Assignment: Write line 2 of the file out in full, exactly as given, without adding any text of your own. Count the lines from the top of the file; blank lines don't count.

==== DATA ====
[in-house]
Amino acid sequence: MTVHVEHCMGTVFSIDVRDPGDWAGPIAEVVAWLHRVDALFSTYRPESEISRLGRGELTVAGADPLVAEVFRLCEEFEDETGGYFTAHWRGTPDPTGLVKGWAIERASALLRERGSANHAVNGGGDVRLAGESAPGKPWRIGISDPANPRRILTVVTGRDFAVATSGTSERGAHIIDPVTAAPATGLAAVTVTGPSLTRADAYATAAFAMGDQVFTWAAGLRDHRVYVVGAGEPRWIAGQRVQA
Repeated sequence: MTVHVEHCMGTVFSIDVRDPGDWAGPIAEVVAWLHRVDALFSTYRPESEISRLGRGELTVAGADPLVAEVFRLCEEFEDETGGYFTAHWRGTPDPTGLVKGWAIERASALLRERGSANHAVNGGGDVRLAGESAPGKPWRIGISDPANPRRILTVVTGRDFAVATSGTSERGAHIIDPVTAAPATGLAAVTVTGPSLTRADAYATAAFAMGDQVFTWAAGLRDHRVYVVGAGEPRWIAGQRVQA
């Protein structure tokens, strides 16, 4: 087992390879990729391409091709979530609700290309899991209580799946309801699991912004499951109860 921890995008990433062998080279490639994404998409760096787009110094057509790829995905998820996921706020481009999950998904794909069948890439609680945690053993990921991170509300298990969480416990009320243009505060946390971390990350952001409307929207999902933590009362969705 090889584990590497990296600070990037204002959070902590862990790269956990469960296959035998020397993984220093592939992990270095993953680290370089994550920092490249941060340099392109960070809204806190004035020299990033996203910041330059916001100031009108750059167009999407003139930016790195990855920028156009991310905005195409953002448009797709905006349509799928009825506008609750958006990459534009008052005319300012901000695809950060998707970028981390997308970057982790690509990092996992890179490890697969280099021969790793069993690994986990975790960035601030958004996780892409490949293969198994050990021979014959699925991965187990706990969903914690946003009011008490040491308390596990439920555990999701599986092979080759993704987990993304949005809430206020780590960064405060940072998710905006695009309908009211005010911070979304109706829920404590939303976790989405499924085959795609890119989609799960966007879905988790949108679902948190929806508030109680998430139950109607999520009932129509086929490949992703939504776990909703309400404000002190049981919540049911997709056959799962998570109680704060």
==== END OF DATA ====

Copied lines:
Amino acid sequence: MTVHVEHCMGTVFSIDVRDPGDWAGPIAEVVAWLHRVDALFSTYRPESEISRLGRGELTVAGADPLVAEVFRLCEEFEDETGGYFTAHWRGTPDPTGLVKGWAIERASALLRERGSANHAVNGGGDVRLAGESAPGKPWRIGISDPANPRRILTVVTGRDFAVATSGTSERGAHIIDPVTAAPATGLAAVTVTGPSLTRADAYATAAFAMGDQVFTWAAGLRDHRVYVVGAGEPRWIAGQRVQA